“The only thing that is constant is change.”
When it comes to international relations and foreign diplomacy, never has this quote by ancient Greek philosopher Heraclitus been more accurate.
Current international news agendas indicate just how complex a time in which we, as global citizens, live. In addition to ongoing political instabilities and economic pressures, technological advances mean the diplomatic toolbox is constantly evolving. Never has there been a more palpable need for the UAE to innovate and strengthen its diplomatic capabilities to cope with the intricacies and pace of change that we are witnessing around us. Equally, never before has soft power held so much potential to resolve the key challenges facing humanity.
The World Government Summit, an event that brings together prominent leaders from the public and private sectors, is taking place in Dubai this month. The event is a thought-leadership platform with a focus on government, futurism, technology and innovation and it will showcase best practices and smart solutions to tackle the challenges these things will bring in the future.
It is vital that our missions remain one step ahead and use the latest tactics and information where possible. The global diplomatic stage is not a stagnant one – it is changing daily. Indeed, the present world of diplomacy and international relations is very different from the one that existed just a few years back.
One of today’s new buzzwords, techplomacy, was unheard of until a short while ago. However, it is likely to be central to what diplomats across the world are doing to adapt to the disruptive changes facing society, marking the emergence of "tech cities" on the global scene. In addition to working with governments across the globe, the new breed of diplomats will need to liaise with these cities, which boast multi billion-dollar technology sectors.
Indeed, the foundations for this new reality have already been laid. French President Emmanuel Macron recently appointed an "ambassador for digital affairs", with jurisdiction over the digital issues that the foreign affairs ministry deals with. This includes digital governance, international negotiations and support for the export operations of digital companies. The new role indicates just how seriously France views its international digital strategy as a core component of its foreign policy. And it isn't alone in doing so. Just a year ago, Denmark appointed a techplomacy ambassador to the tech industry – possibly the first-ever envoy to be dispatched to Silicon Valley with a clear mandate to build better relationships with major technology firms.
The UAE already recognises the importance of such advancements. In a speech at the Ministry of Defence last year, Noura Al Kaabi, the Minister of Culture and Knowledge Development, highlighted how the UAE has already made great strides in digital diplomacy. Her speech reiterated that the country has secured active channels of communication with the international community to strengthen its national branding.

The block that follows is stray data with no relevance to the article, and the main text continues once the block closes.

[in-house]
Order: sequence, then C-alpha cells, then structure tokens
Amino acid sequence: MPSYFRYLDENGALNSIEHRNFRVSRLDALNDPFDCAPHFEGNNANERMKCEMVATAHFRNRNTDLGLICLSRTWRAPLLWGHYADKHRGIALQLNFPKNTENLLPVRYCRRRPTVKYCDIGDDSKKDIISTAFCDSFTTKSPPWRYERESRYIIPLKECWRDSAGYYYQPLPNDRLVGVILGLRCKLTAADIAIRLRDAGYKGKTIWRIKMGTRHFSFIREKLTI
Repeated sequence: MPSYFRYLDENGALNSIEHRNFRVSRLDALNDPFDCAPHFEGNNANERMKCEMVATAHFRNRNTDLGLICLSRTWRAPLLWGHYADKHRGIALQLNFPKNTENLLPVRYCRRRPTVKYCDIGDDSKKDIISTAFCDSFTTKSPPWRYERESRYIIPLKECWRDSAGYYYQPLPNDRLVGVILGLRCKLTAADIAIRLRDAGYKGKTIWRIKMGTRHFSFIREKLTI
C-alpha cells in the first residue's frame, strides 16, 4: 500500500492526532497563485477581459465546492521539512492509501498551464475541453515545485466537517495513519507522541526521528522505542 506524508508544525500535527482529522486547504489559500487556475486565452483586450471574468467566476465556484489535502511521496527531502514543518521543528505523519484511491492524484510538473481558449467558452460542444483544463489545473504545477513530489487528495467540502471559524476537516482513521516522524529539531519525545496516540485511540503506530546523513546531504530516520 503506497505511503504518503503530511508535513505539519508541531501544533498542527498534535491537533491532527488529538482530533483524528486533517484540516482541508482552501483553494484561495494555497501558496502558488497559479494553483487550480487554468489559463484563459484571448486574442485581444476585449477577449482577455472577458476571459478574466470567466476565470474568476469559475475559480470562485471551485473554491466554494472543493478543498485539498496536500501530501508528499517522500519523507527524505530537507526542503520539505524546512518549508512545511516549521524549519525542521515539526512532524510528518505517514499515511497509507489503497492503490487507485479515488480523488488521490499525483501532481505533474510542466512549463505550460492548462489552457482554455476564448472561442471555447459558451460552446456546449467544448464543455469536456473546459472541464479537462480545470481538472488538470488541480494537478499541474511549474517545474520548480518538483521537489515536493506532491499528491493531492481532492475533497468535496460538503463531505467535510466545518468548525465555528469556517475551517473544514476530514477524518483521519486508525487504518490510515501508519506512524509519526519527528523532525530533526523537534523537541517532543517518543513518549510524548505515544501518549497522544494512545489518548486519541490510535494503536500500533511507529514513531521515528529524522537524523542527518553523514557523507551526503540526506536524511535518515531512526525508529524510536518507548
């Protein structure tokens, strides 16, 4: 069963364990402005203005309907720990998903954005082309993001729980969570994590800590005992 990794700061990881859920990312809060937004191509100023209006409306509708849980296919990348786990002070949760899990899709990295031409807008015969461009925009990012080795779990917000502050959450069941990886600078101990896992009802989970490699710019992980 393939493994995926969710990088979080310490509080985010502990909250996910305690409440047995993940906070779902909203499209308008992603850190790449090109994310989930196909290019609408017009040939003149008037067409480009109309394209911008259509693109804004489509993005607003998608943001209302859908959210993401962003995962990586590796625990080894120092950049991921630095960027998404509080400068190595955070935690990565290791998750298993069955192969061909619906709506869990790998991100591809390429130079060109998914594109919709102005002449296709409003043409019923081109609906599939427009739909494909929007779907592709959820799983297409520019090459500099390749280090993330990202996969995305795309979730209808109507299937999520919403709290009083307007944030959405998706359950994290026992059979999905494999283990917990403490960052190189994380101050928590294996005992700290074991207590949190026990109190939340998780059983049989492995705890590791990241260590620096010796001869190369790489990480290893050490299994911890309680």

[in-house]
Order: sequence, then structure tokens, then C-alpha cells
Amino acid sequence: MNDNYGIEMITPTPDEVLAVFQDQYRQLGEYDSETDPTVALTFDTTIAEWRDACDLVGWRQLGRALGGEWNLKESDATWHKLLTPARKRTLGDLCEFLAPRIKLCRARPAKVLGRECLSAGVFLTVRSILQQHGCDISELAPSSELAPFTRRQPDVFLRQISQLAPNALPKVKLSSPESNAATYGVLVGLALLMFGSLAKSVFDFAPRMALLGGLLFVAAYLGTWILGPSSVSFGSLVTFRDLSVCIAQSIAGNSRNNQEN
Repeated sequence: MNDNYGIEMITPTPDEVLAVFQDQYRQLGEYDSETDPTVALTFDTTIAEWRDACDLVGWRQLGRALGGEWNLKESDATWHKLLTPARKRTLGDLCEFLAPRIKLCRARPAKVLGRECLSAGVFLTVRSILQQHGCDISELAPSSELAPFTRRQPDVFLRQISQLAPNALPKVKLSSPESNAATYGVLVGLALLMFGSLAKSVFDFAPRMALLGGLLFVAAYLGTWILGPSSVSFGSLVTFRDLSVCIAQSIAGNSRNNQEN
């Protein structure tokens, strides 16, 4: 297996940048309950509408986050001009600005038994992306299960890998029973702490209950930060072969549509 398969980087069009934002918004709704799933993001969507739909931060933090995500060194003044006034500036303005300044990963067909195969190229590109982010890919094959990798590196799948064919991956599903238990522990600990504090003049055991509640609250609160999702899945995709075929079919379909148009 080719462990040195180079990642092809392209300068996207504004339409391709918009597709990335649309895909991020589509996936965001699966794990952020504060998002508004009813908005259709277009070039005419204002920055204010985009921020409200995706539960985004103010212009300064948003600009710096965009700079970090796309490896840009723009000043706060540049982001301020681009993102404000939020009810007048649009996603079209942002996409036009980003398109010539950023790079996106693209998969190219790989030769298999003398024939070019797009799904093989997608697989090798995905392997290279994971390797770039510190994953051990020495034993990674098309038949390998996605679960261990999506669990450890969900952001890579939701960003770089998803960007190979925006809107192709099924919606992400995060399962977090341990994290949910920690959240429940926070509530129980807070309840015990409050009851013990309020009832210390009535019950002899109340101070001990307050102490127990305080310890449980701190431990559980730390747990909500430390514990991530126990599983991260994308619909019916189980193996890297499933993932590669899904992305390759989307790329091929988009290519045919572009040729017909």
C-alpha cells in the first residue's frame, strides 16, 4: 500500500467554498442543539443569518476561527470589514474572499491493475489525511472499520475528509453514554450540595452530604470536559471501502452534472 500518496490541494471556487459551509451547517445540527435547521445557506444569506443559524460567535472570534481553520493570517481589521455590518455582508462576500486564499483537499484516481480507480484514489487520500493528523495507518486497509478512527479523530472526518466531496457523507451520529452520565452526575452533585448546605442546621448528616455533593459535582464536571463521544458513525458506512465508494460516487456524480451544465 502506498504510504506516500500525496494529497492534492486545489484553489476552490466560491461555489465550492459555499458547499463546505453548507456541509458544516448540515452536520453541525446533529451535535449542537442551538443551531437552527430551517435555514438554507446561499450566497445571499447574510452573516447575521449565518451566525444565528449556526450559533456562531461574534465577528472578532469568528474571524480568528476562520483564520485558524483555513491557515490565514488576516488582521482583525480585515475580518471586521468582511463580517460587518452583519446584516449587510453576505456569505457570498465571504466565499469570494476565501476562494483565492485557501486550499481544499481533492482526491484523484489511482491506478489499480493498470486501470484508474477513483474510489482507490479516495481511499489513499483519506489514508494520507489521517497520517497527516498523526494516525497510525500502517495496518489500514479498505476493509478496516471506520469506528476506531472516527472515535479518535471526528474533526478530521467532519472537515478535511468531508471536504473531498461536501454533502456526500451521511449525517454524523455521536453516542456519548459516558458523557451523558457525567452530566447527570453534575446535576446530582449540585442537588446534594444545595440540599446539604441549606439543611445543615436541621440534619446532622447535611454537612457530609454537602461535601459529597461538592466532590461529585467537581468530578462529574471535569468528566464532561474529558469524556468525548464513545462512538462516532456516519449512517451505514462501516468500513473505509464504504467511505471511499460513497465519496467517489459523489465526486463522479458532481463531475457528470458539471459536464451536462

For her part, Sarah Al Amiri, the UAE Minister of State for Advanced Sciences, has emphasised how the nation considers scientific and technological advancement as a key driver for future development. She highlighted that research-driven institutions in the UAE are well on track to spurring a nationwide technological revolution.
The rise of cities as “autonomous diplomatic units” is also a noteworthy development. According to the McKinsey Global Institute, the top 600 cities generate 60 per cent of global GDP and are projected to house 25 per cent of the world’s population by 2025. McKinsey also expects that 136 new cities will make it into the top 600 by 2025.
Interestingly, all these new cities belong to the developing world – 100 of them are in China alone. These global cities appear likely to dominate the 21st century. They will become magnets for economic activity and serve as engines of globalisation – a vital brush stroke in the bigger picture that foreign diplomats need to be aware of.
Of course, the tools and topics of traditional diplomacy, such as preventive diplomacy and public diplomacy, as well as arbitration and mediation, remain vital and relevant to any international relations syllabus. However, the ability to adapt and innovate is today a cornerstone of what the Emirates Diplomatic Academy (EDA) teaches its Emirati students as they prepare to serve their nation on foreign shores.
EDA has achieved significant laurels in just a short span of time. Looking ahead, we see promising new opportunities to redefine diplomacy in the context of emerging realities facing the region and the world. By combining the best of innovative academia, research and practice, we are confident our students will be among the best-prepared diplomats in the world as they embark on a career that promotes the UAE’s soft power worldwide.
Bernardino Leon is director general of Emirates Diplomatic Academy